Funny that

When I paint a lot, I must be using up my writing energies, too, so I don't seem to blog as much. I kind of feel like BB King, who can't sing and play Lucille at the same time. Let's not go to walking and chewing gum, okay?

So I will catch up after I get the pieces signed and photographed. Then there will be a flurry.

In the mean time, chew on this. I think it's very cool, but I am not so sure about the practicality time-wise or, frankly, competition-wise. The ARTS in Embassies Program sends borrowed art to the residence of ambassadors around the world for the length of their tour, two and a half to three years. They pack it professionally and take care of the details.

In looking at the list of borrowed art, it includes heavy hitters from significant collections, but it also seemed to include pieces from more regular folks than Roy Lichtenstein, Willem de Kooning , Mark Rothko , or Robert Rauschenberg, which are displayed around the world.

To quote:

Established by the United States Department of State in 1964, the ART In Embassies Program is a global museum that exhibits original works of art by U.S. citizens in the public rooms of approximately 180 American diplomatic residences worldwide. These exhibitions, with art loaned from galleries, museums, individual artists, and corporate and private collections, play an important role in our nation's public diplomacy. They provide international audiences with a sense of the quality, scope, and diversity of American art and culture through the accomplishments of some of our most important citizens, our artists.

Would you consider contributing work for this cause, an ambassador’s home away from home for a few years? I think my landscapes could provide a welcome slice of Americana. cough

I found ART in Embassies looking for calls for artists. Look toward the bottom of my sidebar for the list I maintain for myself and to share. A couple links are lists of many opportunities.

Photo by Phyllis at our DAR chapter picnic along the Potomac near Mt. Vernon earlier this month. It shows my EasyL Pro from eBay last winter and, a la Kenn Backhaus, a clipped-on car sun shade, which works well for shielding both the mixing and painting surfaces.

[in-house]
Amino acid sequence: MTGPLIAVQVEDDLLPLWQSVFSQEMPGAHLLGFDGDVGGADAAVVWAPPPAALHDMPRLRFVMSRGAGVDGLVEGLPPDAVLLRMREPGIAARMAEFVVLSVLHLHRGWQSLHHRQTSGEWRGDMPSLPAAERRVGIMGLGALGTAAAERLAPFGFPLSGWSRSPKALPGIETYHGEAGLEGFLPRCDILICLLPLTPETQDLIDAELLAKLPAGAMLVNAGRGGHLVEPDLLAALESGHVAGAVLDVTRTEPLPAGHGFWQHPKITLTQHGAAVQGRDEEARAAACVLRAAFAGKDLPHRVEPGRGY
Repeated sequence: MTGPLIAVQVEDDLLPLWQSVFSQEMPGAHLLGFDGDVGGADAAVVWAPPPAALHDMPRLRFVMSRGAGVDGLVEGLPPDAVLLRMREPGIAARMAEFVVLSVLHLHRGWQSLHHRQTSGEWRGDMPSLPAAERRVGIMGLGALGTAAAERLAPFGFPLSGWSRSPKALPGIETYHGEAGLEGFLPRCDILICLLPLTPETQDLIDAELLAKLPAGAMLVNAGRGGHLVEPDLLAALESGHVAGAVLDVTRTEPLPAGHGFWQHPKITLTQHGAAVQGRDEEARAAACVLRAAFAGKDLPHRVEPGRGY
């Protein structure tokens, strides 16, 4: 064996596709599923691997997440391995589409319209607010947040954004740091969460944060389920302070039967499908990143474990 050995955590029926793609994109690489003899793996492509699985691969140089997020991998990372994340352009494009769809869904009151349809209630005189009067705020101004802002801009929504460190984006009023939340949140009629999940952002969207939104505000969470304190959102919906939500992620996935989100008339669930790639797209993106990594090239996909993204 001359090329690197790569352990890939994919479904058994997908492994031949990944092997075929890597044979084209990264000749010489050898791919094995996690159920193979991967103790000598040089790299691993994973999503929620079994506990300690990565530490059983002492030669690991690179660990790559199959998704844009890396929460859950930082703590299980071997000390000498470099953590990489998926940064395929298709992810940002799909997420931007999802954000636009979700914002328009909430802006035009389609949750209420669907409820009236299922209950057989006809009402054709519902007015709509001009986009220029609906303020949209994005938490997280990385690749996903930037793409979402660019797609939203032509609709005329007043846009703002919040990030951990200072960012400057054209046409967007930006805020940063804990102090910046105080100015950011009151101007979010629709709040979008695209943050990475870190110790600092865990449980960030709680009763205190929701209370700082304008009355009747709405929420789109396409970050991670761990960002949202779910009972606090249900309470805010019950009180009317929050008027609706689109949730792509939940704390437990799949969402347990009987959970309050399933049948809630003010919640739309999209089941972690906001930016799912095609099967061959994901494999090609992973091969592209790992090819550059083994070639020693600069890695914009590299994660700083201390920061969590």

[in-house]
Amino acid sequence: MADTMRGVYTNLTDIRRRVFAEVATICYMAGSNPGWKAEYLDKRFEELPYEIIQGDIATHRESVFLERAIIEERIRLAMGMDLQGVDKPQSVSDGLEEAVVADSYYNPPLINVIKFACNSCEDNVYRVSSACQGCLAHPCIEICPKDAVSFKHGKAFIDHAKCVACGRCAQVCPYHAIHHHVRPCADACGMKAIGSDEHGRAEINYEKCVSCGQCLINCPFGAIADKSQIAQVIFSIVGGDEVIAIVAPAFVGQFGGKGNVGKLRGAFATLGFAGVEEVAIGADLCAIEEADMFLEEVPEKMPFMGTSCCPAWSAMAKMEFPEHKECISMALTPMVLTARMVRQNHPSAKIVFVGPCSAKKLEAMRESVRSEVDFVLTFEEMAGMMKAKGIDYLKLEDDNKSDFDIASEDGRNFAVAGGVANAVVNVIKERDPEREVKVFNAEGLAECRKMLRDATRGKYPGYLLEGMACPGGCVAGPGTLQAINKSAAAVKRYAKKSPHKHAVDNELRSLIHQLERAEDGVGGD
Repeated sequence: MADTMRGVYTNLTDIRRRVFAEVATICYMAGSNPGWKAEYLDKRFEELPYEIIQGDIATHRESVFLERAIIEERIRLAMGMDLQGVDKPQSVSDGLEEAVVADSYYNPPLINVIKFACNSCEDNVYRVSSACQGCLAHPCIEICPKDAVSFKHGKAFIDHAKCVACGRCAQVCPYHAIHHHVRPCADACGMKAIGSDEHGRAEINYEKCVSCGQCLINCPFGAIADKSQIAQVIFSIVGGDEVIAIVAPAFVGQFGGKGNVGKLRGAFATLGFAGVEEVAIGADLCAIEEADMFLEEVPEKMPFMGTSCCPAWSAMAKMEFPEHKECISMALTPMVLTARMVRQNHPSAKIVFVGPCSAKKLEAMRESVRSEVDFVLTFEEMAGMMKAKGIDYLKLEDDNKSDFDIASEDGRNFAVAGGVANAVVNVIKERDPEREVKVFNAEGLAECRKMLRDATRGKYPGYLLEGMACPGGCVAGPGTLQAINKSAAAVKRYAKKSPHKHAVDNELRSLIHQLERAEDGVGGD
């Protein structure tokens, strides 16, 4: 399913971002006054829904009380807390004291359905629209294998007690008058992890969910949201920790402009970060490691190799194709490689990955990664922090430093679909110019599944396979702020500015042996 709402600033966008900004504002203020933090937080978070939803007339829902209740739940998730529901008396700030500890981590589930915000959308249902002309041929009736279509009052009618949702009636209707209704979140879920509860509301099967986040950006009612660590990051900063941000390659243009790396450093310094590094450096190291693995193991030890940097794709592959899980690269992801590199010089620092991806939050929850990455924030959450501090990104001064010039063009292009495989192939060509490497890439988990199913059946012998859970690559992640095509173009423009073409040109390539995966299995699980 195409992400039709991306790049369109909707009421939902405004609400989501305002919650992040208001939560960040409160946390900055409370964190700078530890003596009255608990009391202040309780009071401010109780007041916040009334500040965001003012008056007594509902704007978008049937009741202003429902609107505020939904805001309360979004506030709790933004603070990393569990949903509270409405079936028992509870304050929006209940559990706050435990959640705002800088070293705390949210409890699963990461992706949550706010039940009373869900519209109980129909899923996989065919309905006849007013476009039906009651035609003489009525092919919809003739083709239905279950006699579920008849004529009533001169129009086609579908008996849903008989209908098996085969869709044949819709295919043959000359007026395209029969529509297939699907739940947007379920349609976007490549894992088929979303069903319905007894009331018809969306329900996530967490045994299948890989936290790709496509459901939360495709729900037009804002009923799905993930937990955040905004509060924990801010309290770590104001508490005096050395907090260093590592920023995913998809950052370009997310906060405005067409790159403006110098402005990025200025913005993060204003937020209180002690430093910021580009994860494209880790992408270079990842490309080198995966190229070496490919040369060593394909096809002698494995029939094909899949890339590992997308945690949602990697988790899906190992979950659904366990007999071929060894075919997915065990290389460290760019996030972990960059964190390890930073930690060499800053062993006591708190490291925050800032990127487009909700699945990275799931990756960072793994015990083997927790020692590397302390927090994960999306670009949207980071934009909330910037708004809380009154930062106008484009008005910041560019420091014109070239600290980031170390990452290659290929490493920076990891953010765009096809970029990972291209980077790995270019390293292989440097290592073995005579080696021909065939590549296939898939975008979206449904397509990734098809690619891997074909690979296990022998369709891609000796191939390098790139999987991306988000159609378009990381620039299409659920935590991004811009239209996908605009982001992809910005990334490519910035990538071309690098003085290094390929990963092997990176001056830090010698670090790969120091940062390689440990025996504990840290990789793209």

Glowing Afternoon

Like Devil's Rain, Glowing Afternoon was created in the May Leesburg Workshop with Sara Linda Poly. Also like Devil's Rain, it began as a 25 stroke painting which then received a lot of expression, texture, and knife-work.

All paintings should be so much fun to create.

Glowing Afternoon
Oil on board


Workhouse Opening

Join us for a Wine and Cheese Reception at the Workhouse Arts Center featuring pieces from the Workhouse Artists Associates and the Workhouse Artists Guild.

Visit the Workhouse Gallery in W-16 from 2-4pm on Sunday, June 21. Also take some time to visit the Workhouse Artists Studios from noon until 5pm.


Devil's Rain

In the South, storms which happen while the sun is shining are called devil's rain. It makes for some interesting cloud formations.

Begun as a 25 stroke painting during Poly's workshop, Devil's Rain quickly evolved into a knife painting with loads of texture and expression.

Devil's Rain
Oil on Board


Potomac Shore

Today was my DAR chapter's end of year picnic at Riverside Park near Mt. Vernon on the GW Parkway in Alexandria. This has been my favorite roadside park for over a decade. It's a simple place with little more than a parking lot, but the view is superb of the Potomac River. And ever so calming. One can watch the tourists ferried in and out of George Washington's estate while steering clear of the cyclists whizzing by.

It is also near the daycare my son used when he was tiny, so I would go a little out of my way pass it often. If I was running even five minutes early, I would pull into Riverside Park and recharge. It is my meditative place and this pleasantly hazy day was the first time I seized the opportunity to paint it. I think I captured the soft, gentle nature the park lends me.

8x10 on canvas


Poly Plein Air Workshop 09

Like the last weekend of May 2008, I was able to take another Sara Linda Poly workshop. Last year, I did pastels one day, oils the next. This year was all oils. Both were in the Leesburg, VA vacinity.

Saturday was comprised of a demo by Sara and several 50 stroke paintings by us, much like last year. I found 50 much more difficult than the 25 from last year and she chose to request 25 for the second day. With 50, one loses track of strokes easily and the urge is to just paint. It is much easier to be true to 25. Over the course of the weekend, I did seven, several of which I'll show here over time. I did embellish several afterward.

Following is Sara's demo, two sheds on one side and one on the other. It was a pretty little painting and I realize where I borrow my style now.

After the demo, while we were out working on our 25 stoke pieces, she laid in the final "dots and dashes" to complete the painting.